Role of serotonin via 5-HT2B receptors in the reinforcing effects of MDMA in mice

Doly, Stephane, Bertran-Gonzalez, Jesus, Callebert, Jacques, Bruneau, Alexandra, Banas, Sophie Marie, Belmer, Arnauld, Boutourlinsky, Katia, Herve, Denis, Launay, Jean-Marie, & Maroteaux, Luc (2009) Role of serotonin via 5-HT2B receptors in the reinforcing effects of MDMA in mice. PLoS ONE, 4(11), e7952.

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Abstract

The amphetamine derivative 3,4-methylenedioxymethamphetamine (MDMA, ecstasy) reverses dopamine and serotonin transporters to produce efflux of dopamine and serotonin, respectively, in regions of the brain that have been implicated in reward. However, the role of serotonin/dopamine interactions in the behavioral effects of MDMA remains unclear. We previously showed that MDMA-induced locomotion, serotonin and dopamine release are 5-HT(2B) receptor-dependent. The aim of the present study was to determine the contribution of serotonin and 5-HT(2B) receptors to the reinforcing properties of MDMA.

We show here that 5-HT(2B) (-/-) mice do not exhibit behavioral sensitization or conditioned place preference following MDMA (10 mg/kg) injections. In addition, MDMA-induced reinstatement of conditioned place preference after extinction and locomotor sensitization development are each abolished by a 5-HT(2B) receptor antagonist (RS127445) in wild type mice. Accordingly, MDMA-induced dopamine D1 receptor-dependent phosphorylation of extracellular regulated kinase in nucleus accumbens is abolished in mice lacking functional 5-HT(2B) receptors. Nevertheless, high doses (30 mg/kg) of MDMA induce dopamine-dependent but serotonin and 5-HT(2B) receptor-independent behavioral effects.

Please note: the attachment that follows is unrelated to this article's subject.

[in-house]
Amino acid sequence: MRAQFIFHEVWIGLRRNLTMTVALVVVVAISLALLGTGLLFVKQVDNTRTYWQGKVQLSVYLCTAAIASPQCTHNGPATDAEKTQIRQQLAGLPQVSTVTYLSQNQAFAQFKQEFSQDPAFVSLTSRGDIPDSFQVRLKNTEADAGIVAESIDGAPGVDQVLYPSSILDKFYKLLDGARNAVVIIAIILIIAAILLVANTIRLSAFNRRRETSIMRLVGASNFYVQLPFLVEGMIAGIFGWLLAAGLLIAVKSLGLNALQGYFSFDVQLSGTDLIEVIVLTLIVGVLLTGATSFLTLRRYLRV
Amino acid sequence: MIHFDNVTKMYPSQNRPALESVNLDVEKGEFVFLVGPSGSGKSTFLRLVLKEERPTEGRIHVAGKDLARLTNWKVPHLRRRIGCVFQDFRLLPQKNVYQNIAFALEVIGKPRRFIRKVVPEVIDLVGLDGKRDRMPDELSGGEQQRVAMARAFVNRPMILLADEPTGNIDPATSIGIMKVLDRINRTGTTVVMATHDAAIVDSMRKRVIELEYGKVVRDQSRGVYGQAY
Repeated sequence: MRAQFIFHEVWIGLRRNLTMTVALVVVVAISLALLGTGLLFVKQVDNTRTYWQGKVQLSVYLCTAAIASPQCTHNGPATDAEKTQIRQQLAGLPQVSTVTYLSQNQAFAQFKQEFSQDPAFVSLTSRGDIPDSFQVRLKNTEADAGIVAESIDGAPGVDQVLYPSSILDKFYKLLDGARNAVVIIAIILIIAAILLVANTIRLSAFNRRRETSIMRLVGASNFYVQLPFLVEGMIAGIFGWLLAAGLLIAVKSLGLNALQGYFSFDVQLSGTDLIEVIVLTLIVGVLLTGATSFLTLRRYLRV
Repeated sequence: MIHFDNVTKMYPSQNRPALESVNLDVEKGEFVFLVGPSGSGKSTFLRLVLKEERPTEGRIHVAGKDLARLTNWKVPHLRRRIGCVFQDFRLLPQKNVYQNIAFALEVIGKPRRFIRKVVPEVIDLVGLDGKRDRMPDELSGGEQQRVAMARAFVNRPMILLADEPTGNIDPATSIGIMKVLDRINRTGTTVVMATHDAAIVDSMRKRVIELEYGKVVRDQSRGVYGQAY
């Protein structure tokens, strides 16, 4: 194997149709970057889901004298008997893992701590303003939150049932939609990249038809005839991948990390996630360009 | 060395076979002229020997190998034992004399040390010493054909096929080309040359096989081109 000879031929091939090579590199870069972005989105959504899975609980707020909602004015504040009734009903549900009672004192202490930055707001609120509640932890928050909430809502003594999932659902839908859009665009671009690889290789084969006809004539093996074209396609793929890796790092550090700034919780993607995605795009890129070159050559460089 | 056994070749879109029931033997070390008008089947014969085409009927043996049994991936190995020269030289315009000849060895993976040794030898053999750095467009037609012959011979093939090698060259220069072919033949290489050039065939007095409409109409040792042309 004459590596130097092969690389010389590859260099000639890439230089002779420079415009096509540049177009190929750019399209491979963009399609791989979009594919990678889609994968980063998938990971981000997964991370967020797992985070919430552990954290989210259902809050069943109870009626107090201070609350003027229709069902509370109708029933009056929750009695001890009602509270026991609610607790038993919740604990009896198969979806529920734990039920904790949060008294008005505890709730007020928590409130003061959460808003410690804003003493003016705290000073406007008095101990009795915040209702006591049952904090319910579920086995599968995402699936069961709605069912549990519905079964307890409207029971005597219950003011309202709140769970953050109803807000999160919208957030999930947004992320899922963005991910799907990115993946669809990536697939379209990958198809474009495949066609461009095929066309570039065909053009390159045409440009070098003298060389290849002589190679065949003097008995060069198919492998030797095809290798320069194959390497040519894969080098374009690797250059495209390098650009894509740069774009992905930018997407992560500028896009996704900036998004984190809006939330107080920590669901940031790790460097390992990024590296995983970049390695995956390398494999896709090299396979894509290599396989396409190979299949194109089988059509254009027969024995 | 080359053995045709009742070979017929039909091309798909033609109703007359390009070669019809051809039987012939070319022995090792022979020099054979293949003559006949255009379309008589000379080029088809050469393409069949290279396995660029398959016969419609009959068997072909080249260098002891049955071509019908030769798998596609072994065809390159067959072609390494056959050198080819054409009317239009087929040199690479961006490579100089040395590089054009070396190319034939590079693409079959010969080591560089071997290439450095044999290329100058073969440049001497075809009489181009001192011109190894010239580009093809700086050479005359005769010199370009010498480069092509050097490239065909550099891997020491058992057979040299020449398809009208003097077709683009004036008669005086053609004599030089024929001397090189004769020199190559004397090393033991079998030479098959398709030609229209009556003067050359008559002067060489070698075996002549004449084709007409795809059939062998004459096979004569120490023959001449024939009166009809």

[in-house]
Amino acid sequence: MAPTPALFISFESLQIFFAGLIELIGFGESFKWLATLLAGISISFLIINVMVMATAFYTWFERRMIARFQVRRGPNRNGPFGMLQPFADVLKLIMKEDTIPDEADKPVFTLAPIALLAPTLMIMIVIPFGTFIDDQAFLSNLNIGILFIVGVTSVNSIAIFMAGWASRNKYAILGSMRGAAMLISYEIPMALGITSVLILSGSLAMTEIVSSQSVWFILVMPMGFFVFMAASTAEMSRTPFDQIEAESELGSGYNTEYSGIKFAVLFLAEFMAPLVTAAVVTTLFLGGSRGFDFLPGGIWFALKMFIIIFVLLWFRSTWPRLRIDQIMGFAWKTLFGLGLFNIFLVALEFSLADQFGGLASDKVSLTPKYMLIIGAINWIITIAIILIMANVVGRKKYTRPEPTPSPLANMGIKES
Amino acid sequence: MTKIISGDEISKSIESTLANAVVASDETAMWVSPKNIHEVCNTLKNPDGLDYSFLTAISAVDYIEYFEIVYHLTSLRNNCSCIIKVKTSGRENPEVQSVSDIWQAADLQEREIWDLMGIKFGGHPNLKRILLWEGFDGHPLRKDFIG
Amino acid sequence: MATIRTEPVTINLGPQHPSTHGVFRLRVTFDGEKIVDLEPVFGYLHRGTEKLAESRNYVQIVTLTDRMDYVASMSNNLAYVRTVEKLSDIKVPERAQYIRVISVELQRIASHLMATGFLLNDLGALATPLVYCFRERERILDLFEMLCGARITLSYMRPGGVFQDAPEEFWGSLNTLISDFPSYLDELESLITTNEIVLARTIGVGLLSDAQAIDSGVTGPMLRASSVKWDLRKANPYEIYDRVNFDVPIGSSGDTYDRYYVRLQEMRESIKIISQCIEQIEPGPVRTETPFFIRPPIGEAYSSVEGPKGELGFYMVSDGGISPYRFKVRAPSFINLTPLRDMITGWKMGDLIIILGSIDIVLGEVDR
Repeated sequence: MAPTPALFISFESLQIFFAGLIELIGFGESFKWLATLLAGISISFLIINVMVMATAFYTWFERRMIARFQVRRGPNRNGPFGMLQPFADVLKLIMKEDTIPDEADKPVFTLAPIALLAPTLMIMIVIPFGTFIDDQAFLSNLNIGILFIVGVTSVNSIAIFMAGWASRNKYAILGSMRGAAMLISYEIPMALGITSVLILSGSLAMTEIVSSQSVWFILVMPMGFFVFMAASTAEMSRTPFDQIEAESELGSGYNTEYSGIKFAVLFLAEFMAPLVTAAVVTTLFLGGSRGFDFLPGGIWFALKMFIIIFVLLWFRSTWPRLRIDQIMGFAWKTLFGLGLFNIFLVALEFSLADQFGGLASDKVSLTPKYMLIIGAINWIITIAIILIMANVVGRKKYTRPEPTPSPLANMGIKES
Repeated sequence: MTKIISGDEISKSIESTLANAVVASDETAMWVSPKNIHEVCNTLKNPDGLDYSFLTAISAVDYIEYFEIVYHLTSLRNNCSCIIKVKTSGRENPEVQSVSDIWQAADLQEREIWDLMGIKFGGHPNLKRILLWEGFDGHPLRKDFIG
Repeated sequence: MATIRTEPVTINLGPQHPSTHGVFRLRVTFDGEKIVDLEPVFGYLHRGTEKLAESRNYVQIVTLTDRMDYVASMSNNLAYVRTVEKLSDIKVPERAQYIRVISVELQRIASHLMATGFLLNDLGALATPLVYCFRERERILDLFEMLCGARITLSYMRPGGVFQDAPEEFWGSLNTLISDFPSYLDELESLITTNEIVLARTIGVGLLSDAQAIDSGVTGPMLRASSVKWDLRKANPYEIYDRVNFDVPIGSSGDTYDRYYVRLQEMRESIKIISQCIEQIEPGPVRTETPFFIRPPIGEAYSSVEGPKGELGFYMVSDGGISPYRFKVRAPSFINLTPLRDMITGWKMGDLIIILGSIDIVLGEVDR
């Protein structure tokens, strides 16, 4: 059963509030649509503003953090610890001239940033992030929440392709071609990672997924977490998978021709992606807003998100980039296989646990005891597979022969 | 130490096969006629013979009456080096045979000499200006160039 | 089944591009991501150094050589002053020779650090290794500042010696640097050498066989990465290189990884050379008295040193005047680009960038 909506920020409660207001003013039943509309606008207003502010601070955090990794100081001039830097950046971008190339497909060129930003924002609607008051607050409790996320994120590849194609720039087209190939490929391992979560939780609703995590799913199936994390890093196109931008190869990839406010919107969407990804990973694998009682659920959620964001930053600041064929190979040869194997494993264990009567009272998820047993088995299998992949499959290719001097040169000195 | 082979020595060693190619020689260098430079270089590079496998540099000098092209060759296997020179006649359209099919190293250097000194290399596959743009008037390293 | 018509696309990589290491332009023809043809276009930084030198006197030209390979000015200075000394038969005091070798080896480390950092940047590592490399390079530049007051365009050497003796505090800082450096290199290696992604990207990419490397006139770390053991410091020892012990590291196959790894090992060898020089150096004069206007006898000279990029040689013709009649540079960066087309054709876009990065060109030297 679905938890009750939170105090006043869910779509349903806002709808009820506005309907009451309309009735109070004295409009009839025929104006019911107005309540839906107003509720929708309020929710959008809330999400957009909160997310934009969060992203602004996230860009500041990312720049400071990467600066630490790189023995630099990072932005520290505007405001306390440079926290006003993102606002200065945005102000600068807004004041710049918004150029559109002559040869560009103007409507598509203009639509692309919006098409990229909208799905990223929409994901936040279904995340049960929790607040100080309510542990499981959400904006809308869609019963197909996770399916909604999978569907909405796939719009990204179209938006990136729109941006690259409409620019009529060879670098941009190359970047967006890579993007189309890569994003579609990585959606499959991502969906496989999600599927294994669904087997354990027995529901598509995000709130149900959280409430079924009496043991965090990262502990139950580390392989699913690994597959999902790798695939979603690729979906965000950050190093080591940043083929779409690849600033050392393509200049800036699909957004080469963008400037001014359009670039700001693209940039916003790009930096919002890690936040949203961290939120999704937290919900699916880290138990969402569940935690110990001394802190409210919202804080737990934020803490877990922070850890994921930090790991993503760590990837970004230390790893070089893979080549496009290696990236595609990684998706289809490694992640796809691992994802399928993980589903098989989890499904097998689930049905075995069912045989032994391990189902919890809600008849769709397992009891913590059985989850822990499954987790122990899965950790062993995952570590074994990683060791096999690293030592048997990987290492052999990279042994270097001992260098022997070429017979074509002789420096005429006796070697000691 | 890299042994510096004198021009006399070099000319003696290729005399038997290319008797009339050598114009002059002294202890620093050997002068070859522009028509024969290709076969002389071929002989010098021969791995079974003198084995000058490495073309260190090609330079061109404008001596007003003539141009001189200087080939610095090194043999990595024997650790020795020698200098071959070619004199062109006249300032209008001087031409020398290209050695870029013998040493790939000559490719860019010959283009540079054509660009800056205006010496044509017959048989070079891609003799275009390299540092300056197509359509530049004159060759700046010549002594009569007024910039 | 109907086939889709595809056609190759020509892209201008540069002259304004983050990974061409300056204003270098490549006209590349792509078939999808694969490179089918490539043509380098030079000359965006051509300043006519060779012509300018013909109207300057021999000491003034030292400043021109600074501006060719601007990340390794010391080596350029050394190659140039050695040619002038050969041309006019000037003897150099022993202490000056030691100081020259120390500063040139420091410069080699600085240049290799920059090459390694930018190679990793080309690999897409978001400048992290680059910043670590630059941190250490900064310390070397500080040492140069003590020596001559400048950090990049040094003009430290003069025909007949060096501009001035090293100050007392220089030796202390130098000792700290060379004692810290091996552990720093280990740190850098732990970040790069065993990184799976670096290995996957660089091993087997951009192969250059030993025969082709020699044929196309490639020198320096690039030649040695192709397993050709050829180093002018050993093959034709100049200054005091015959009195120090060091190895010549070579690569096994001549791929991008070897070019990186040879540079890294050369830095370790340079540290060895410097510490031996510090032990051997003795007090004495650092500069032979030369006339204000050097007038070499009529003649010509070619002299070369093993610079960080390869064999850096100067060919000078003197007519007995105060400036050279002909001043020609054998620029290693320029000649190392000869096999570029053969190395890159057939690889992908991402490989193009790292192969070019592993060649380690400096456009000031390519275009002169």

These results underpin the importance of 5-HT(2B) receptors in the reinforcing properties of MDMA and illustrate the importance of dose-dependent effects of MDMA on serotonin/dopamine interactions.

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ID Code: 73151
Item Type: Journal Article
Refereed: Yes
Keywords: 5-HT2B, MDMA, Ecstasy
DOI: 10.1371/journal.pone.0007952
ISSN: 1932-6203
Subjects: Australian and New Zealand Standard Research Classification > MEDICAL AND HEALTH SCIENCES (110000) > NEUROSCIENCES (110900) > Neurosciences not elsewhere classified (110999)
Divisions: Current > Schools > School of Clinical Sciences
Current > QUT Faculties and Divisions > Faculty of Health
Current > Institutes > Institute of Health and Biomedical Innovation
Copyright Owner: Copyright 2009 Doly et al.
Copyright Statement: This is an open-access article distributed under the terms of the Creative Commons Attribution License, which permits unrestricted use, distribution, and reproduction in any medium, provided the original author and source are credited.
Deposited On: 19 Aug 2014 23:23
Last Modified: 21 Aug 2014 00:16

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